Throughout this episode, it is important to note how many times the characters utilize their phones. After watching this episode several times, I reminded myself of how many times I would look at my phone in an hour, so I could minimize how much I spend time looking on apps and social media.

2. Everything is done over the phone

Between Lacie taking pictures of her everyday activities to catching up with old friend Naomi, Lacie's phone is attached at her hip, meaning she never goes anywhere without it and does everything with it. Conversation has become almost extinct whereas "rating" each other has become the new normal. After a conversation with someone or receiving a service of any kind, Lacie along with other characters rate each other. This rating could potentially raise the average number or drop based on confrontation.

I've noticed this more and more as I was in high school. Students were on their phones so much It had gotten to the point where teachers needed to apply a "phone jail" to their class rules. Students used their phones for everything during a school day, from school work, pleasure, etc. which I find rather unsettling.

3. High ratings correlate to high self-esteem

After several conversations with various people, Lacie's rating continues to increase, therefore allowing her confidence to become apparent. Much like today's use of social media, the more 'likes' and 'followers' we have, the more popular and likable we are, which is a false and disturbing misconception.

4. Low ratings = limited to no privileges

If the character's ratings continue to decline, it becomes difficult for them to purchase houses, find sponsorship, etc. Ultimately, the show depicts a high standard for its people and if the characters don't live up to that standard, privileges are slowly taken away. In my opinion this is cruel, but accurately paints a picture of how millennials act towards their profiles on social media.

5. Social media takes over your life

Time after time Lacie's average rate dropped so low that the fight to bring it back up was impossible. She cared so much of how others viewed her that she tried too hard and wound up bringing her rate down significantly with every penalty faced. It had gotten so low to the point she became mentally insane, threatening people with knives who did not rate her a good score.

While I myself use social media for fun, I do not let the amount of 'likes,' 'followers,' or 'comments' define who I am as a person. I believe all millennials should take this into consideration and not rely on social media for confidence.

Cover Image Credit: Pexels

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5 Reasons Why Us Millennials Wouldn't Survive 5 Minutes Without Google, If Even That

I probably wouldn't have passed 8th grade.
Livia
Livia
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Its the year 2018. We have Siri to tell us basic math problems, Alexa the dot to play music for us or give a weather recap, and any other "problems" that arise in our everyday lives, we simply just turn to Google. Back in the dinosaur age, before there were cell phones, Google, and crazy technology, people will tell you life was much simpler, well I disagree. I'd like to think life was just plain, boring!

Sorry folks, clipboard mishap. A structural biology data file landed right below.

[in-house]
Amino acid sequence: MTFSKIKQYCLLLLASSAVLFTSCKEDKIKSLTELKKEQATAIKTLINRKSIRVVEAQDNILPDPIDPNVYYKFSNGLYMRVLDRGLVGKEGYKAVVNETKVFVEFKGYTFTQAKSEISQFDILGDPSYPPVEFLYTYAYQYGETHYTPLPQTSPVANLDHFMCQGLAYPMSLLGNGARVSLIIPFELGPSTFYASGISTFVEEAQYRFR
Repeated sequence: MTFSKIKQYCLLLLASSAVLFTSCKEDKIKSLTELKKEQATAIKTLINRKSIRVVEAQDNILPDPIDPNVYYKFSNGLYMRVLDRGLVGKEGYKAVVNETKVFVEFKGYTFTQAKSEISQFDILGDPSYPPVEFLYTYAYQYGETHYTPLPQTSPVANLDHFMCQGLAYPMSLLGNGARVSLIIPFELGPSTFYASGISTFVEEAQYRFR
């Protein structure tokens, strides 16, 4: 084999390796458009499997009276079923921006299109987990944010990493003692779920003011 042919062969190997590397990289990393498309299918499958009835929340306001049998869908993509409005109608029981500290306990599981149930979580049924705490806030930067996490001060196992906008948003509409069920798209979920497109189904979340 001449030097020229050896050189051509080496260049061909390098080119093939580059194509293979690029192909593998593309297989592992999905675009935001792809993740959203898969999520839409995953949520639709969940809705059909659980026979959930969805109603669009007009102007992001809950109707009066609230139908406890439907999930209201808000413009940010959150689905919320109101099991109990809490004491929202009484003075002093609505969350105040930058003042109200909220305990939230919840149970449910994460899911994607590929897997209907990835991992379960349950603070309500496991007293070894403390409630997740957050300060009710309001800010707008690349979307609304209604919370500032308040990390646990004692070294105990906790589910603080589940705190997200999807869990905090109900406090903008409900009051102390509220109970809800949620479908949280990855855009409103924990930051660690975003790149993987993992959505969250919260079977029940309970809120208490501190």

We have become so accustomed to a life with Google, I have compiled a list of 5 reasons why I don't think I would even make it through a day without it — and that is scary and amazing all in itself.

1. We wouldn't know how to go anywhere

A paper map? What is that? Just use Google Maps, I can put in any address and get real-time traffic, how many minutes it will take me to get there, even the mileage is all calculated out. If a paper map was my only option I would struggle to even figure out what direction North was.

2. Homework would be impossible

Personally, I need a YouTube video, Quizlet, and an example problem just to figure out how to do my math homework. I probably would not have made it passed the 8th grade if it wasn't for Google's homework help.

3. Encyclopedia who?

Writing a paper, or inquiring any fact really would involve taking a trip to the library, finding the book needed, flipping to the page, etc. You get it, it would be an incredibly lengthy process just to find out a simple fact that Google can tell you in seconds.

4. Events and activities would be pretty much nonexistent

Have you been to a concert, ran a 5K, enjoyed a dinner special, or gone to a farmers market lately? Technology was most likely the way you found out about the event. It was shared, tweeted, texted, or you searched about it! In other words, we would have no life if it wasn't for Google.

5. We wouldn't know that people are eating Tide Pods

Okay so maybe this isn't the most important news headline... but my point is, news and trends would not be available in the ways they are now, and it would take much longer to get to us. The news could even be outdated or irrelevant if it is not delivered in time, gasp!!

Cover Image Credit: Pexels
Livia
Livia